He knew he was risking going to jail by going to Germany. On October 29, Jérôme Guilet, a 38-year-old astrophysicist, along with other scientists, held his hand on the body of a fireworks-blue BMW at a BMW showroom in Munich. Members of the Scientist Rebellion collective and its French affiliate Scientifiques en Rébellion poured molasses on the hood and in front of the luxury vehicle’s wheels to symbolize, the astrophysicist explains, “the pollution that this manufacturer tries to hide with its advertising lies”.
The German police, called to the scene, arrested sixteen scientists and activists, including five from the French branch, not without cleaning their hands with a brush, oil and soap. “In Bavaria we can work preventively against the risk of recidivism… We had already done three campaigns and were clearly in a repeat logic”unfolds Jérôme Guilet, who helped block a road between two car dealerships and broke into the headquarters of asset management company BlackRock in Munich – “who invests heavily in fossil fuels”.
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target actions of civil disobedience “Warn of the climate emergency and call for immediate action” in Germany: decarbonisation of the transport sector, speed limits on motorways, making rail transport accessible to as many people as possible, etc.
A week after his return to France, we find the astrophysicist a little overwhelmed with the work to be done in his laboratory in Saclay. “The hardest part was being in the police station for forty-eight hours, alone in a cell with no windows and no distractions. I was hoping the police would come and interrogate me.”smiles Jérôme Guilet, brown beard and long hair.
Before his transfer to prison, he passed the time with physical exercises, meditation and singing. He had taken a few books to occupy himself with in the cell (a comic by Alison Bechdel and books in German on ecology), but he didn’t have access to them. After four days of confinement, he is released into his already reserved retreat (“I was a friend’s best man”).
“Establishing a balance of power”
One day, Jérôme Guilet apparently never thought of sticking with a car, not even a BMW. On his militant journey, the “click” dates from 2018, the year of the first climate marches. After a discussion, the astrophysicist delves into scientific reports and recognizes the urgency of taking action to curb global warming. “So far we’re a long way from our goal”.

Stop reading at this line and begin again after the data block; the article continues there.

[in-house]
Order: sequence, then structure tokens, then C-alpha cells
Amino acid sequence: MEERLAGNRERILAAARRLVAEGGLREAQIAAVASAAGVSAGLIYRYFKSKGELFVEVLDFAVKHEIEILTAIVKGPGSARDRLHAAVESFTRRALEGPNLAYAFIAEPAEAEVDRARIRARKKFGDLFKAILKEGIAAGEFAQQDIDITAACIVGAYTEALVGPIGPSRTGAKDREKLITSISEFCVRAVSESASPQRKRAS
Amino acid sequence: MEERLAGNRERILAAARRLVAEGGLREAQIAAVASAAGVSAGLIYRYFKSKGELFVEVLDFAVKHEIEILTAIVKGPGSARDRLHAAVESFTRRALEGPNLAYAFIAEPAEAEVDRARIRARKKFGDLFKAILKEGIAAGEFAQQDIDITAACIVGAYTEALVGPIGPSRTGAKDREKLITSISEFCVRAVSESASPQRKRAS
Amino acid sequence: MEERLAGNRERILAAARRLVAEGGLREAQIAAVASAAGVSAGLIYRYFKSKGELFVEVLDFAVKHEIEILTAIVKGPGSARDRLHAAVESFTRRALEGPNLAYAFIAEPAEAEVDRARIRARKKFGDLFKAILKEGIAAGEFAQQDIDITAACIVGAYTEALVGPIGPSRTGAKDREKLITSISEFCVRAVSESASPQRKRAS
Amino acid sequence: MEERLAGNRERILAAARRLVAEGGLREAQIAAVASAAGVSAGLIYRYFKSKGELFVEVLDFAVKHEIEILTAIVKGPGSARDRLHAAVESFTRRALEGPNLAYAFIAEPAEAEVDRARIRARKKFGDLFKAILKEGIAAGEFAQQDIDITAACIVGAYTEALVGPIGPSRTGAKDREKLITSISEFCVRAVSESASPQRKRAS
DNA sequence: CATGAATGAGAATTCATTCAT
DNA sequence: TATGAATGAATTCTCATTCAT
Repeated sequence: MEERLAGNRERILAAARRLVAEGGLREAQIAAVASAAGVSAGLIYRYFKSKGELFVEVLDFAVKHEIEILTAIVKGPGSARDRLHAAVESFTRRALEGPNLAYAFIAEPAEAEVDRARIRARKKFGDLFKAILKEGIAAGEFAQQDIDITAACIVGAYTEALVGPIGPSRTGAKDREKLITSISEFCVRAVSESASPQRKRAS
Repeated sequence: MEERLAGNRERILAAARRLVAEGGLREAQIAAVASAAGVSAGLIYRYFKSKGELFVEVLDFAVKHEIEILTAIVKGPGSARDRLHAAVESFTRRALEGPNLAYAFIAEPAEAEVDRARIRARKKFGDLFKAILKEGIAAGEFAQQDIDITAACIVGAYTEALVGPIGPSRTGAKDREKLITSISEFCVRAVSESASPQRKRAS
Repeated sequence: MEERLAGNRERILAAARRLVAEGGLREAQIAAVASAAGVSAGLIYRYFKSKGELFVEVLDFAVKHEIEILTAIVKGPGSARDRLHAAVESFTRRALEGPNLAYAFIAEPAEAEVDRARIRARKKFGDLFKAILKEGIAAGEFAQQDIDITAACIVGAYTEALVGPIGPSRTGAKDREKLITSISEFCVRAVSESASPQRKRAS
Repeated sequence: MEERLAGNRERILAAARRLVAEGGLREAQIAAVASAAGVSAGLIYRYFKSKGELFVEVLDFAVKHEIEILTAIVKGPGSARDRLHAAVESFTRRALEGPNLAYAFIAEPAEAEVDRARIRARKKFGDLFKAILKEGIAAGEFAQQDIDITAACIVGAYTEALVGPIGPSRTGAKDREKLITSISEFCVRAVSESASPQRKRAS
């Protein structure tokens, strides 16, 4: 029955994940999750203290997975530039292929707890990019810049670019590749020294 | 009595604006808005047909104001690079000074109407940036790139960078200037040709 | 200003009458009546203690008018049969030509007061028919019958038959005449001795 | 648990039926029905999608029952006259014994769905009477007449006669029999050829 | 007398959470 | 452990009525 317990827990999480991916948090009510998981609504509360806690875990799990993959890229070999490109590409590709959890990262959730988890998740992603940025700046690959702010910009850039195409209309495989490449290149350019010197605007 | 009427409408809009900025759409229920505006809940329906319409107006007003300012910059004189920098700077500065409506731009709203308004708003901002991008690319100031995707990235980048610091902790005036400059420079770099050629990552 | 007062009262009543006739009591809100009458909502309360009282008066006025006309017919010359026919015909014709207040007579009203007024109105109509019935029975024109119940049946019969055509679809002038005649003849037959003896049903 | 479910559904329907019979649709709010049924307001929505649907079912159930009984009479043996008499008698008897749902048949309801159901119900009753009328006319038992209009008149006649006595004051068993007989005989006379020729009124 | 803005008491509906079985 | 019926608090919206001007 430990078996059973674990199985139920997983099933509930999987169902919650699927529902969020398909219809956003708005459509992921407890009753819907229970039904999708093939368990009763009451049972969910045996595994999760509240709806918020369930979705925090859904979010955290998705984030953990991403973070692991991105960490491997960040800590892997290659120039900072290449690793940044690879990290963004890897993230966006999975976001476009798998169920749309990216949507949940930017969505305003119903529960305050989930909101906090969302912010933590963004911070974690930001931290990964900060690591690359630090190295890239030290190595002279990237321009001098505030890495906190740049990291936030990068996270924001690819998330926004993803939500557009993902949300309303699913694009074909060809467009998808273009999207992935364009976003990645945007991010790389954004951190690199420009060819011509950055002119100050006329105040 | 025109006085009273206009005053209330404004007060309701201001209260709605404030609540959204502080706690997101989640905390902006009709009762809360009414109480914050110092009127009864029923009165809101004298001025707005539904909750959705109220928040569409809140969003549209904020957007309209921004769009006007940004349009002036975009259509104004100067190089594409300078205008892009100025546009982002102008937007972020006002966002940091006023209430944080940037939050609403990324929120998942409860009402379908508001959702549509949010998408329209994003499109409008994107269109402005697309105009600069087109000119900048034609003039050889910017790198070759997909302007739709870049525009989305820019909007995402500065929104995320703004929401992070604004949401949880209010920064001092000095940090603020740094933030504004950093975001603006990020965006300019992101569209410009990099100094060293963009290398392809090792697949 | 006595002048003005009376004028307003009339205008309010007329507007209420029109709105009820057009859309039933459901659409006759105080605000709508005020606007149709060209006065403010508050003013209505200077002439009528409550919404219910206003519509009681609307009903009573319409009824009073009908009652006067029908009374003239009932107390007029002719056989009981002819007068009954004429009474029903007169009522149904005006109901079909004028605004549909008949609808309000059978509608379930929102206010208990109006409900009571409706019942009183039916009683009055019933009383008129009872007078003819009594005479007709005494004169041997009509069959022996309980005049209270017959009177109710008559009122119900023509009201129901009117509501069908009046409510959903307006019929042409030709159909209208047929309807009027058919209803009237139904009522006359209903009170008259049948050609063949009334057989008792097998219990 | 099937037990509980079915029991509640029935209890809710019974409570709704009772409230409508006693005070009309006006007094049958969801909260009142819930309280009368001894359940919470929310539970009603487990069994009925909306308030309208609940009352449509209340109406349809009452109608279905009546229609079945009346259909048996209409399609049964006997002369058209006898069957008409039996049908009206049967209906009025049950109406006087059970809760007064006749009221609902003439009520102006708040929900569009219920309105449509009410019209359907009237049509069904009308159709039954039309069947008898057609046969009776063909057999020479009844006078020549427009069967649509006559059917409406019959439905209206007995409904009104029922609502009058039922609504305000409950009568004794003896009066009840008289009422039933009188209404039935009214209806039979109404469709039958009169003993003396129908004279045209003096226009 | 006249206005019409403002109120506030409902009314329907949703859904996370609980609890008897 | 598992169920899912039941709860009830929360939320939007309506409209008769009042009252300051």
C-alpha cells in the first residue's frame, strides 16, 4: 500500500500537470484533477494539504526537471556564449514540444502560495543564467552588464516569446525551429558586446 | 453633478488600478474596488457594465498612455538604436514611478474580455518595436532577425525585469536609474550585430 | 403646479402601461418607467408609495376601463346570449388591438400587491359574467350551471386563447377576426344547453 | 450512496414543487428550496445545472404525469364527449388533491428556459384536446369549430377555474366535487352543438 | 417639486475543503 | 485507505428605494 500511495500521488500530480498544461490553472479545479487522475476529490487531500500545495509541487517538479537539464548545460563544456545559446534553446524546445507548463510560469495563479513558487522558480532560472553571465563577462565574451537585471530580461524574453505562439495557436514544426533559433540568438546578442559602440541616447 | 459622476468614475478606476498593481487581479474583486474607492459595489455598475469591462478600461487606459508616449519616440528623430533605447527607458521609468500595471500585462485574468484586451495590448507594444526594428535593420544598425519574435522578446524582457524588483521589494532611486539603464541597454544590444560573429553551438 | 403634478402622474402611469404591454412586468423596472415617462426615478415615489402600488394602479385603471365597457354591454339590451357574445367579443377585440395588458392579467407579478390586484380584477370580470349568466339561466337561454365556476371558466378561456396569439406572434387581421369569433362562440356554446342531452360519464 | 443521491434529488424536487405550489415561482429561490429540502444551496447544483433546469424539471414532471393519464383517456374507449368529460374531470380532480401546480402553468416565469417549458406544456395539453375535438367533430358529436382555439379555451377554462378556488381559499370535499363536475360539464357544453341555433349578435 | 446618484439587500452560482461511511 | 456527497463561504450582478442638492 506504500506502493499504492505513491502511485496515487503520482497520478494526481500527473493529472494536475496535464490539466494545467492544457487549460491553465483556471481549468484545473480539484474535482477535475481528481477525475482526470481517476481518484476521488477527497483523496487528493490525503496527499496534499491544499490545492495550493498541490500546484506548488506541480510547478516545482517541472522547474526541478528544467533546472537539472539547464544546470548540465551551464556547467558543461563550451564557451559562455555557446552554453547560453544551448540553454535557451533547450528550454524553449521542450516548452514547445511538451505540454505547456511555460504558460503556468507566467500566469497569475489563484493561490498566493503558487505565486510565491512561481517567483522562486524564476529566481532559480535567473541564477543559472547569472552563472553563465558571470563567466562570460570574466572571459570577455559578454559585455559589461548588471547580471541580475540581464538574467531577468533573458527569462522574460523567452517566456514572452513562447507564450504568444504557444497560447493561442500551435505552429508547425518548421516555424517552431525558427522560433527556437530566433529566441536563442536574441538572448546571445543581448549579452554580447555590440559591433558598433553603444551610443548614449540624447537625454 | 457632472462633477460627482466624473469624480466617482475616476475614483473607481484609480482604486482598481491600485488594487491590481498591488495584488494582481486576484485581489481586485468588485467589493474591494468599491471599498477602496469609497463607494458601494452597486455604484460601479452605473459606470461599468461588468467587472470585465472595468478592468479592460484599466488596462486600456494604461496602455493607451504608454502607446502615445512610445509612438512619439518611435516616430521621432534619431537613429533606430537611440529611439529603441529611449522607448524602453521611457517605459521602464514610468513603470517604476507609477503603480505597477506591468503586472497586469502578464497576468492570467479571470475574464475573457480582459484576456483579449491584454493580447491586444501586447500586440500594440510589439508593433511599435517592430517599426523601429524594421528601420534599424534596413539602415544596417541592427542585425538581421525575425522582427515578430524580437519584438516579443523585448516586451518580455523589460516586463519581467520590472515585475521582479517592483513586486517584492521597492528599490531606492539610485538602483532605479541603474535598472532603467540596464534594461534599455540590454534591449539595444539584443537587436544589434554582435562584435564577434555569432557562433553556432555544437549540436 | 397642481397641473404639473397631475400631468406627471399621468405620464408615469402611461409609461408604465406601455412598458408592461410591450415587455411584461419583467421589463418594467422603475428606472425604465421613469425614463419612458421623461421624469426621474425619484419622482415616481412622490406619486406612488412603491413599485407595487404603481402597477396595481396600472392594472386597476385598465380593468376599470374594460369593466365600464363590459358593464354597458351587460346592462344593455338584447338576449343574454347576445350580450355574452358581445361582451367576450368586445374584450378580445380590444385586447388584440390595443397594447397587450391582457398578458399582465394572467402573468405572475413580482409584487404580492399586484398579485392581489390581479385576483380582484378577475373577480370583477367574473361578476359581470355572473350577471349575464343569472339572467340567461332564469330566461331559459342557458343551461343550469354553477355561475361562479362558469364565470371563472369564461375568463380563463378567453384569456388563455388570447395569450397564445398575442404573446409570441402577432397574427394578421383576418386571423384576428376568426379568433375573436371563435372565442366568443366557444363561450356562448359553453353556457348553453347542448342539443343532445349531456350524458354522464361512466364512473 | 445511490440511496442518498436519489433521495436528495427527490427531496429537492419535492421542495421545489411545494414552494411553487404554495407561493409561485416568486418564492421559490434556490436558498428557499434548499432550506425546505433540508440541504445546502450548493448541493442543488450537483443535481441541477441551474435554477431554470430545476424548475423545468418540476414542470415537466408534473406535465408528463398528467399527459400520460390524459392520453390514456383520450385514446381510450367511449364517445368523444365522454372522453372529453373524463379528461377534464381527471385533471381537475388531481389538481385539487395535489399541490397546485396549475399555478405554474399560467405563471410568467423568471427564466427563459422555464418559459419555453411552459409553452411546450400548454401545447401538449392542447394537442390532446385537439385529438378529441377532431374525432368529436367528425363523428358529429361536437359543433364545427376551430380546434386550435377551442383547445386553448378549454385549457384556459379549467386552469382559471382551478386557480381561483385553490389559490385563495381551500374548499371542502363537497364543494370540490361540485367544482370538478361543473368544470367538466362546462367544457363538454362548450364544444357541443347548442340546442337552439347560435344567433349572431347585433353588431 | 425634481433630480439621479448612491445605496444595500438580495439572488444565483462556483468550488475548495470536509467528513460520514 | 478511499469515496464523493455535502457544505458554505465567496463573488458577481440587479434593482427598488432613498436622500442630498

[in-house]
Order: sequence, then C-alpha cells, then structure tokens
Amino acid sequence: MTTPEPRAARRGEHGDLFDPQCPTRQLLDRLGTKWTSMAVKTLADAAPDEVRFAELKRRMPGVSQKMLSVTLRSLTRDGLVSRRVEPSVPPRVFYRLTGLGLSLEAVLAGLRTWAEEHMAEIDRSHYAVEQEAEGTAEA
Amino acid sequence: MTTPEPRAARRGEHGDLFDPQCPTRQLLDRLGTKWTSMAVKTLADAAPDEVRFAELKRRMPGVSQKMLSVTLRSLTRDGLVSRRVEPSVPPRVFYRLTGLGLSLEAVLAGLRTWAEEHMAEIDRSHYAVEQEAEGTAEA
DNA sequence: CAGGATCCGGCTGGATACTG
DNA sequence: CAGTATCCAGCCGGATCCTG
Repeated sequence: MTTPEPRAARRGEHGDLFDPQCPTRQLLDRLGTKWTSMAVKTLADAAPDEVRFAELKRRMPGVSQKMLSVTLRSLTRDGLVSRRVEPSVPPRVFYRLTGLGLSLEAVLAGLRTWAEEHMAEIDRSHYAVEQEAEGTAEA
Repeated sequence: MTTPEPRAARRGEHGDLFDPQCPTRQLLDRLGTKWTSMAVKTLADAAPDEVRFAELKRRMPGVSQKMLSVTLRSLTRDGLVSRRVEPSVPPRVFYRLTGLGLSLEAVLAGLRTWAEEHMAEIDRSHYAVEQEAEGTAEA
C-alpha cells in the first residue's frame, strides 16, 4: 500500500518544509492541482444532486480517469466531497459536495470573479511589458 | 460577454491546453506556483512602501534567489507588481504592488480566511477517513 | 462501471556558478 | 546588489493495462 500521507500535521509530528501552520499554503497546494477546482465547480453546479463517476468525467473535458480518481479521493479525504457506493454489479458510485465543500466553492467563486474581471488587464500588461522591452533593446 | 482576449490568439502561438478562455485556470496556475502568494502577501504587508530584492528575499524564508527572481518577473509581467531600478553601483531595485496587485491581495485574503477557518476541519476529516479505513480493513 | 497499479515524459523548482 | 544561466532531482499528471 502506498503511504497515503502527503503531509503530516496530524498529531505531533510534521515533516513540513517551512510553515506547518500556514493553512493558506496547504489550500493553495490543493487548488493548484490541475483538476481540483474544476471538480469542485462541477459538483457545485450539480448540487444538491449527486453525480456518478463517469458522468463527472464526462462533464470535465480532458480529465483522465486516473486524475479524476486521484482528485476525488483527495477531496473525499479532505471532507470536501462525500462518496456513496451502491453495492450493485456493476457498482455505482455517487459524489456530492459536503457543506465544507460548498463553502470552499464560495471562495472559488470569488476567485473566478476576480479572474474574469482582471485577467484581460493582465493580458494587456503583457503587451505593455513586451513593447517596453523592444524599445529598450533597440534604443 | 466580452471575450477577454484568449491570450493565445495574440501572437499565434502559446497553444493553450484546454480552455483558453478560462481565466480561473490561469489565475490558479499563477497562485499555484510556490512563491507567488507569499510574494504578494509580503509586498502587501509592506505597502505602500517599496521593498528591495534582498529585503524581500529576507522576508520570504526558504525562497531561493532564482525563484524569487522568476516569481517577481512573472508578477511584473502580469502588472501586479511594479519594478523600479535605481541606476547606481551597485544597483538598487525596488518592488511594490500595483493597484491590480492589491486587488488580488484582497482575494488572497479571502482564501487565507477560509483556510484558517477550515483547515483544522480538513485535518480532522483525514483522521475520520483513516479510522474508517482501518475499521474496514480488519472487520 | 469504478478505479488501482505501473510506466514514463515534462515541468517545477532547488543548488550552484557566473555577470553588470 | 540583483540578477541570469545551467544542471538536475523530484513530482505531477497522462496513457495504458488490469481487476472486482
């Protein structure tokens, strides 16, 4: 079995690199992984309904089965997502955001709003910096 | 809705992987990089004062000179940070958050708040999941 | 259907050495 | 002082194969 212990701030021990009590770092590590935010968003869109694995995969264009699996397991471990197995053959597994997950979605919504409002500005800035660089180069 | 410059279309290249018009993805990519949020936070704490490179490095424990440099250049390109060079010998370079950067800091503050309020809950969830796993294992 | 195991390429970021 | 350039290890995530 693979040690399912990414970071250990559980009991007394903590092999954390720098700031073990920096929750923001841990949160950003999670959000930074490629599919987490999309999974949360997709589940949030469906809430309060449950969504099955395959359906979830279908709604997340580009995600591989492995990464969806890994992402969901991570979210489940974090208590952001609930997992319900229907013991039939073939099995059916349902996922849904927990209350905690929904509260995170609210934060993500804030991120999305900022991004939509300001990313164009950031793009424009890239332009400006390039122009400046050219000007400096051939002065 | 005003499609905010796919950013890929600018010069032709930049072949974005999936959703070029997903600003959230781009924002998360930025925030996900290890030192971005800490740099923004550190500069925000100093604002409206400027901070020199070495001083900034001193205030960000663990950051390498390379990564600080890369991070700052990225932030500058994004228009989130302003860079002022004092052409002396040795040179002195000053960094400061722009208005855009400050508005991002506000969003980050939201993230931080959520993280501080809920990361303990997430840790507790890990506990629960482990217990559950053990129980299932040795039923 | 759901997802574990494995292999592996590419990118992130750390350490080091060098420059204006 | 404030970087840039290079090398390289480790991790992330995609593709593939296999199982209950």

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In his laboratory he organizes awareness seminars with other colleagues. He joins a vegetarian association, bans the plane. But that’s not enough. With Alternatiba he participated as a scientist in his first acts of civil disobedience. In October 2020, he took to the tarmac at Roissy Airport to call for the cancellation of an expansion project. He is one of seven activists charged with it.
Scientists in Rebellion: “Civil disobedience is justified by this catastrophic trajectory”
The astrophysicist assures that he is not driven by despair or fear in the face of the climate crisis, but by a certain pragmatism.
“Today we see that it is not enough to have knowledge in order to act. People are actively opposed to it. This forces us into a power struggle: we have to strike a balance of power. This is what disobedience permits. »
As a scientist, he sees it as his responsibility to rise to the challenge: “Showing that you are willing to risk incarceration allows you to see the seriousness and urgency of the situation. We’re not doing this for fun…” In his opinion, actions of civil disobedience also allow “to make moderate people more credible”.
Jérôme Guilet doesn’t really have the profile of an eco-terrorist. “I want to remind you that we are not so radical”, he says. Within the group of Scientists in Rebellion, Nonviolence, “physically and mentally”reached a consensus.
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“Before we take part in the actions, we undergo training in non-violence because it is not always easy to know how to react. We do everything we can to avoid this, not to expose ourselves to criticism, but also because non-violence is a goal in itself. »
Nor is disobedience part of the professional culture of the scientists involved in these actions. “We’re used to being top of the class and paying attention to everything we saysmiles the astrophysicist. I’m pretty shy…” Apart from a few demonstrations, he had never been active in a party or union before he became involved with the Greens. He has been a researcher for fifteen years, studying supernovae – the explosions of stars that have reached the end of their lives – at the Paris-Saclay Atomic Energy Commission (CEA).
On November 10th, Jérôme Guilet rested on vacation and put on a white coat to demonstrate in front of Dassault Aviation headquarters on the Champs-Elysées – “If it had been a risky move, I wouldn’t have come”, he says. The action, organized simultaneously in ten countries, this time targeted private jets, an ultra-luxurious and polluting mode of transport, a symbol of climate injustice. Immediately after the group fire from paper airplanes on the plane manufacturer’s lawn, the Motorized Violence Suppression Brigade (Brav-M) advanced along the tall gates. Before you encourage scientists to evacuate through the nearest subway station. The astrophysicist, like many of his comrades, had not expected such a deployment by the security forces. “The German police are more polite”he notices.